Routine Reconstruction

Whilst I’ve been very fortunate to have not been significantly affected in most ways by the pandemic and lockdown, I’ve come to realise that some of my regular routines have shifted, and made it more difficult to keep things flowing.

Photography to some extent, and writing, to a greater extent, are my main activities, outside of work and family, and both have lost some of their regularity in my life.

This week, we’re embarking on numerous changes.

Schools are back for the first time in nearly six months, with our middle son returning to the same (primary) school, and our oldest daughter starting secondary.

My wife is returning to work (also in school) after an unexpectedly long maternity leave, and so our youngest (15 months) will embark on different childcare arrangements throughout the week, involving my wife and I, a grandparent, an aunty and a neighbour who’s also a professional child minder.

Our middle son also resumes fully his three nights a week trampolining, which involves further juggling, to-ing and fro-ing.

My own work, already around 50/50 between working from home (WFH) and office since a few months back, will be stretched and shaped further both to weave in the above commitments, and run the tricky rota at work to ensure everyone has equal time at home and at work – even though some have embraced WFH hugely more enthusiastically than others.

Needless to say, much will be changing, compared with what’s been in some ways an idyllically relaxed few months, and we plan to quickly build new routines into our lives to ensure everything runs as smoothly as possible.

Into this mix comes my photography and writing.

In the past I typically went for a photowalk at least one day of Friday, Saturday and Sunday, though this has been more erratic recently. 

There’s no reason why this can’t return, however.

I used to write most when my son was at his trampolining, as the club’s wi-fi was free and more than enough for my WordPress needs.

Over each week, I’d manage at least three, maybe four hours of solid writing time. 

Again this has been far more hit and miss more recently, and even with returning to three sessions a week, the club is no longer allowing parents to stay in the building (or even enter it). 

So I can either come home (25 mins each way, so something of a waste of time and fuel) or set up some kind of writing arrangement in the car outside with a borrowed Chromebook hooked up to my phone’s wi-fi hotspot.

Do-able, but not ideal. Especially as the evenings turn cooler too. 

Plus one of the days I’ll have our youngest boy, so he won’t want to sit patiently in the car whilst I write, and I’ll likely bring him home in between.

My draft plan is to set aside at least two, perhaps three, evenings a week where I can spend 90 minutes writing, after everything else is done – school, work, homework, eating, showers, reading and so on.

We’ll see how this goes in the coming days and weeks.

It might be that I write and publish less, which isn’t something I want to do, as I love writing and it does give me valuable downtime from the day to day.

And photography is almost as fundamental too, and not something I intend to neglect. 

How about you? How do your photography and writing schedules fit in with the rest of your life? 

Please let us know in the comments below (and don’t forget to tick the “Notify me of new comments via email” box to follow the conversation).

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17 thoughts on “Routine Reconstruction”

  1. I push myself to write every day, and I tend to do it before my day starts, just so I get it out of the way before life hits me in the face and I try to put out all the fires for the day. If I wait till the end of the day to do it, I might never end up writing, because there’s always something that needs my attention.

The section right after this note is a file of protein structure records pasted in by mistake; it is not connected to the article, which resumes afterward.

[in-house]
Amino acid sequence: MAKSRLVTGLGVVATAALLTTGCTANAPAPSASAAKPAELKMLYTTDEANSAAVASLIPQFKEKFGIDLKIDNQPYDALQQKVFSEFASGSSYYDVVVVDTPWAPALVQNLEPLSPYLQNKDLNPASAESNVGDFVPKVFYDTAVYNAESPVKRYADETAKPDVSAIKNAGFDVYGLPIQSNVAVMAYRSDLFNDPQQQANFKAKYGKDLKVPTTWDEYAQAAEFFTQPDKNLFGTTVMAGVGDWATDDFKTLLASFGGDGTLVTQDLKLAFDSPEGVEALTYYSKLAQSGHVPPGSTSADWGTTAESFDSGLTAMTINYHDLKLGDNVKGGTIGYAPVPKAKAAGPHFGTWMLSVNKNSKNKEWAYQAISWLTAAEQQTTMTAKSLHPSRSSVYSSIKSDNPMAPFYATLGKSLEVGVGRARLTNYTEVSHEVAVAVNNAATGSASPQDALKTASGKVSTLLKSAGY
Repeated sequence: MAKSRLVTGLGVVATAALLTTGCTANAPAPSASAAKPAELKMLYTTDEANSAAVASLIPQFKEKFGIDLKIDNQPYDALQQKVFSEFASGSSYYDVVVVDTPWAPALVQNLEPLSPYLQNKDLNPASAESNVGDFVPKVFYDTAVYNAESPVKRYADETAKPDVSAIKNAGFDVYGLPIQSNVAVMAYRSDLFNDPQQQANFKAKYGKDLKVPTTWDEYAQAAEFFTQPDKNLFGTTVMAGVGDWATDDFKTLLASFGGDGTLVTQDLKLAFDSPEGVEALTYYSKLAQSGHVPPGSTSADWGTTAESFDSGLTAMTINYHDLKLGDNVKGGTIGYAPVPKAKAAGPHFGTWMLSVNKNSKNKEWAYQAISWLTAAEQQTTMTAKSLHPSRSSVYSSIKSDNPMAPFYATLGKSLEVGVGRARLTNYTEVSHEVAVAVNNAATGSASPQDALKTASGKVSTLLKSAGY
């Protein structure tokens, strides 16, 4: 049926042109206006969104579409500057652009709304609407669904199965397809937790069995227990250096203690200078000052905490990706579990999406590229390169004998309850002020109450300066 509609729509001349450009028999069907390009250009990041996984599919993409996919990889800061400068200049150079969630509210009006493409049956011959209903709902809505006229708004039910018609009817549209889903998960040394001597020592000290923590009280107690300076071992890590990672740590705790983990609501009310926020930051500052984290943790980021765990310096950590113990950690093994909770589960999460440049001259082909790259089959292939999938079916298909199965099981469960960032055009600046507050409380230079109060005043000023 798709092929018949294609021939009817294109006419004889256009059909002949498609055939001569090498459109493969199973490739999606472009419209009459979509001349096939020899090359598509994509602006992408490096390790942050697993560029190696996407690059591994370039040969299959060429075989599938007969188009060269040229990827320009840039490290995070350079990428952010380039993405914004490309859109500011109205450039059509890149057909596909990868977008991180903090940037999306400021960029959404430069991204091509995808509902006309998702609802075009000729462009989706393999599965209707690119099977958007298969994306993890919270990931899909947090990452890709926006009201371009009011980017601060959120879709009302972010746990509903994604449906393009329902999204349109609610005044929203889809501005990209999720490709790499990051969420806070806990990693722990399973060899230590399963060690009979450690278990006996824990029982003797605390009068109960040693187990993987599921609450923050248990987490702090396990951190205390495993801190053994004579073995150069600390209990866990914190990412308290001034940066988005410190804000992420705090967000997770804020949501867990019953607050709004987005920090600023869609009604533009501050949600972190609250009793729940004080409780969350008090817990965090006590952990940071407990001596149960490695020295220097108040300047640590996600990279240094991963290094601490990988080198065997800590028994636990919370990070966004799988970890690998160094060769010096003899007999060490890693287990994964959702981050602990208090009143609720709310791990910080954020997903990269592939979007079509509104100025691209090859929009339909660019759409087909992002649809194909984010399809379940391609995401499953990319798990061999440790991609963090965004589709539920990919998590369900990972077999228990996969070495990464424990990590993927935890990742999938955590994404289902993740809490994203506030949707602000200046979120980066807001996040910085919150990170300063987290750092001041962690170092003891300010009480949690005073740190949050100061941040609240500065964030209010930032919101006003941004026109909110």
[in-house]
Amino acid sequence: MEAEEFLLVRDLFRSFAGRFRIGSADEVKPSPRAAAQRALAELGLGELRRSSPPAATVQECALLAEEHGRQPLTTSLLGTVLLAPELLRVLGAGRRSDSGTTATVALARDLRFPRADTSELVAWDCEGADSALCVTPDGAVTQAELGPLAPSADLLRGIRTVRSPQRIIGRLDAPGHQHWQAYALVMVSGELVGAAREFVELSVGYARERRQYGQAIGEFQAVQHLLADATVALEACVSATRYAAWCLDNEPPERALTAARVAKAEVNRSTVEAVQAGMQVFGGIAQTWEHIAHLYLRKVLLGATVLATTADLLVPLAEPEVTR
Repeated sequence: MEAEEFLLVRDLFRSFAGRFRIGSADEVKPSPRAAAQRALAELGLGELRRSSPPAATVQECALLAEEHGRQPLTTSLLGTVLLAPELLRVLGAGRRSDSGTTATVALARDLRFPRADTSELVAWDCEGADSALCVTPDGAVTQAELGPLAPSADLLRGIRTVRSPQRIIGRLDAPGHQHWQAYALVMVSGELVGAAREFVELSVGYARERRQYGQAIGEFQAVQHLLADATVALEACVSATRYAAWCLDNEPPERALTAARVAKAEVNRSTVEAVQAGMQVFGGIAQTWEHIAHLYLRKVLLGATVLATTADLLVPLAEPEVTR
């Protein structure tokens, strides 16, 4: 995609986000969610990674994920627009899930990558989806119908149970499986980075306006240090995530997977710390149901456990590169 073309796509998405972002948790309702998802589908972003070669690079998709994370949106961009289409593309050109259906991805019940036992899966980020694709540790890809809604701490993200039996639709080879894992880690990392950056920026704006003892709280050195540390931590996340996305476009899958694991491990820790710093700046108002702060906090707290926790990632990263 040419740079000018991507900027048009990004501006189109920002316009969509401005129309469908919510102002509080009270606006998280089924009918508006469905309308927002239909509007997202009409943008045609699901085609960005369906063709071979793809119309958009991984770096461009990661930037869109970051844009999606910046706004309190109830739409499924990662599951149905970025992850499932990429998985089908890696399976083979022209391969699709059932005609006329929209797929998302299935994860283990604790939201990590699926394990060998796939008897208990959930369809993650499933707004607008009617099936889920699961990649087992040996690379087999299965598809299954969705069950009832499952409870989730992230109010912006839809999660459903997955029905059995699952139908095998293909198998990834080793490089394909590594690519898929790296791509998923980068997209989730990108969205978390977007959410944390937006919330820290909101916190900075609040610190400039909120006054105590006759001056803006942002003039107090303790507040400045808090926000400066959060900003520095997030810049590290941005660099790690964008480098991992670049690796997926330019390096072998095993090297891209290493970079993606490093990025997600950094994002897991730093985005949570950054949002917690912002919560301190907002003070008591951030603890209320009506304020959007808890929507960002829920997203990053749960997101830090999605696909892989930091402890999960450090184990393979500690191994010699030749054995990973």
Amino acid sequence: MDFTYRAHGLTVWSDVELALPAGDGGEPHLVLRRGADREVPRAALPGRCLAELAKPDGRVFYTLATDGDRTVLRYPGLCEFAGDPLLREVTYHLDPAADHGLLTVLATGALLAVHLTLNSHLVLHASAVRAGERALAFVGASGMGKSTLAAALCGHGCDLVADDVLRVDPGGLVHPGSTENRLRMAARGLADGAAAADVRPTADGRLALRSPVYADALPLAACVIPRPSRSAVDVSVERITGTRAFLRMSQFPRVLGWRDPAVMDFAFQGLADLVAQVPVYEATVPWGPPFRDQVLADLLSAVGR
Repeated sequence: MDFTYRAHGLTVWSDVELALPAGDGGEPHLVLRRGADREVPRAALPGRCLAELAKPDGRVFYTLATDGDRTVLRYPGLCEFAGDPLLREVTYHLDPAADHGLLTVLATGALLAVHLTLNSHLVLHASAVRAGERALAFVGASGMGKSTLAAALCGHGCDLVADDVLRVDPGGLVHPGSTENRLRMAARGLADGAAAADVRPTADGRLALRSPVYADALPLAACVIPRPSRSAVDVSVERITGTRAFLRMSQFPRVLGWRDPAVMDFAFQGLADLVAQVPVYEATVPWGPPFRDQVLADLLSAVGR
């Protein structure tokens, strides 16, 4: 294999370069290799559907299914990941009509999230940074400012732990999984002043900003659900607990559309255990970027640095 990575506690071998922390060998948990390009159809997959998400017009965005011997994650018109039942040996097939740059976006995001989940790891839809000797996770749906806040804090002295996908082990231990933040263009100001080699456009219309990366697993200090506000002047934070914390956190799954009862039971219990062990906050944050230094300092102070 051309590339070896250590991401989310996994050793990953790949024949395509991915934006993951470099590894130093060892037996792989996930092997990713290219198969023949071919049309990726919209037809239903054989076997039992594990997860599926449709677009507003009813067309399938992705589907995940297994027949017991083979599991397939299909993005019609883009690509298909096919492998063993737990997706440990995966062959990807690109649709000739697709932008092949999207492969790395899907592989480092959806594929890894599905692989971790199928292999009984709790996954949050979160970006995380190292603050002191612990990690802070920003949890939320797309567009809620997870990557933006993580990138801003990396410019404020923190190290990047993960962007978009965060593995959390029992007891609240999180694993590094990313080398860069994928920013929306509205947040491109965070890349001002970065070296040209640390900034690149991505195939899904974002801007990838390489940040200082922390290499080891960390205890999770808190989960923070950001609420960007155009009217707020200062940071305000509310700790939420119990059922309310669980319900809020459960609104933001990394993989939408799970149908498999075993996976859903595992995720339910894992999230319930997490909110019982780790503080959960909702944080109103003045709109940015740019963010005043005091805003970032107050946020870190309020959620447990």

Thanks for sharing this!

    1. Thanks Stuart, yeh I used to do this, and it might be something to get back to. I would have to get up pretty early (5 or earlier) to get some writing in before the rest of the household started to stir, but I do like that feeling of having got something useful and creative done before starting any of the regular routines of work/school etc.

    2. I think this is an excellent way to approach it, Stuart. Given that I now have four extra hours in my day from not commuting, I find I have more time for photography, blogging, and finally actually reading a book.

      1. Reading a book seems like such a difficult thing to do. I have good intentions of reading and finishing a book every couple of weeks, but in practice read only perhaps once a fortnight, if that! I guess it’s easier to read shorter chunks online.

      1. My occasional bouts of insomnia destroy it — either I sleep in or I’m too groggy to do it, But otherwise, it’s my time and little can touch it.

      2. When I’ve got into a morning routine before (maybe a year ago, getting up at 5 to do my daily yoga before everyone one else was up around 6) it’s worked well. I just need to start, rather than stay in bed until 6 or 615.

  2. It feels like my photography and writing have been piece work since the pandemic started (a certain irony in that these past few months have been surprisingly productive for me on the journal) but now I feel even more of a change coming. My boys have started remote learning (their first day was Friday but today’s a national holiday in the U.S.) and at the moment I’m feeling a little like a glorified proctor on continuous standby for the inevitable technology snafus (there have been plenty already) and keeping both of them on task as much as possible, particularly my eight year old. Doing my own teaching with both of them…..filling in gaps, as it were. Their mom’s in a leadership position at her work and she has no choice but to focus heavily on that right now, keeping the ship right. so the three of us boys are really in charge

    On wordpress, I’ve been feeling the inner urge to withdraw a little….. focus more on the pleasures of reading the writing of others, admiring their photography, leaving notes, doing some learning. everything for myself is pretty secondary right now. in the u.s. we’re going through such a national trauma with the pandemic and pent-up social unrest, that anything I have to say seems puny and trivial to the point of embarrassment. my main free time is devoted to a little exercise and lots of reading. so I think i’m taking this as a chance to put some time into my Flickr site, try to share things there, on a daily basis. the simplicity of that might be just what I need. And I want to get some film and practice with my dad’s old minolta (one of the reasons why I like reading Jim G. above, so much).

    You’ve been an inspiration for me to keep journaling. a few years ago it was you and Heide/Heather (who stepped away from blogging last year after a pretty good, long run) who singlehandedly revived me! I don’t think I’d dream of giving up my journal anymore but I’m struggling with relevancy right now.